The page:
The working environment portrayed is inspiring. It’s a light, open plan space with high ceilings, with artwork on the walls and the building is a beautiful, historic converted factory. The staff are convivial and sociable, inside and outside of work. The working environment is relaxed but the teams are professional and dutiful where appropriate. Jules is a leader by example, relaxed, (she rides a bicycle around the office) dynamic and hard working (she rides so that she can get everything done faster, and stays in the office later than everyone else) but serious enough to be threatening even though she is probably not a great deal older than many of them. There is an in house masseuse. Enough said.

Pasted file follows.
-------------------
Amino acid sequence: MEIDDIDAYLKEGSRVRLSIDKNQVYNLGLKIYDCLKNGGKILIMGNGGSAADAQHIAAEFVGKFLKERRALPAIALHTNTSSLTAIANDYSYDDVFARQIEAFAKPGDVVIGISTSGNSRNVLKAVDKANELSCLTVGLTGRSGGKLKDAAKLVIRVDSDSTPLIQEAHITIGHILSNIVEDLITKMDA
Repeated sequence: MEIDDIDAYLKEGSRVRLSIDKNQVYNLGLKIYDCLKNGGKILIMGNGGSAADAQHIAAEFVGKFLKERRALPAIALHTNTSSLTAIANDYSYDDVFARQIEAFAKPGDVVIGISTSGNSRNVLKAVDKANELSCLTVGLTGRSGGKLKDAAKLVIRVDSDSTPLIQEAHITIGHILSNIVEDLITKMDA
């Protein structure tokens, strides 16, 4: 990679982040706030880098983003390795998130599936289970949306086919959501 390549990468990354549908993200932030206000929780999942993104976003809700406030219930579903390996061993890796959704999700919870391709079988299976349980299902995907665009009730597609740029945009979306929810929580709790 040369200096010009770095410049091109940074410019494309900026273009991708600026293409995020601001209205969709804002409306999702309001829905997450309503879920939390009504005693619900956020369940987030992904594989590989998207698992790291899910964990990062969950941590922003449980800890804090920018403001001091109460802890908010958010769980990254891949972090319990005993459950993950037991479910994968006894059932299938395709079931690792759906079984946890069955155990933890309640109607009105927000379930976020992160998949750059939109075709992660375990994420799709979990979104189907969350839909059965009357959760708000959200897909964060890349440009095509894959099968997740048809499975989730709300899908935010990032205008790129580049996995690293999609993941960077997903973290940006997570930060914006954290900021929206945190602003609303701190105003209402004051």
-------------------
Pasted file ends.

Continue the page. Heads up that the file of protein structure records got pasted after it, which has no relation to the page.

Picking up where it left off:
The movie touches on some important lessons we can all learn from. But as I mentioned earlier - there are a lot of cliches and the gender issue is not fully challenged. Jules is a woman in a senior leadership position. Awesome. She has a daughter who is happy, normal and well-adjusted, despite having her stereotypical carers role flipped on its head with a stay-at-home dad and working mom. Cool! There is pressure from the business investors to bring an external CEO to work above her, which she initially accepts with a lot of self-critical introspection, but eventually refuses. Great! You go girl! But the confidence she requires to make that decision is entirely down to validation from her “Father-figure” Ben. The bitchy moms at her daughter’s school judge her for being a working mother “It’s 2015, are we really still critical of working moms?” she cries. But it’s only when the suited white, masculine figure (Ben) steps in as the ‘single source of truth’ and sets them straight, that they look shocked enough into agreement.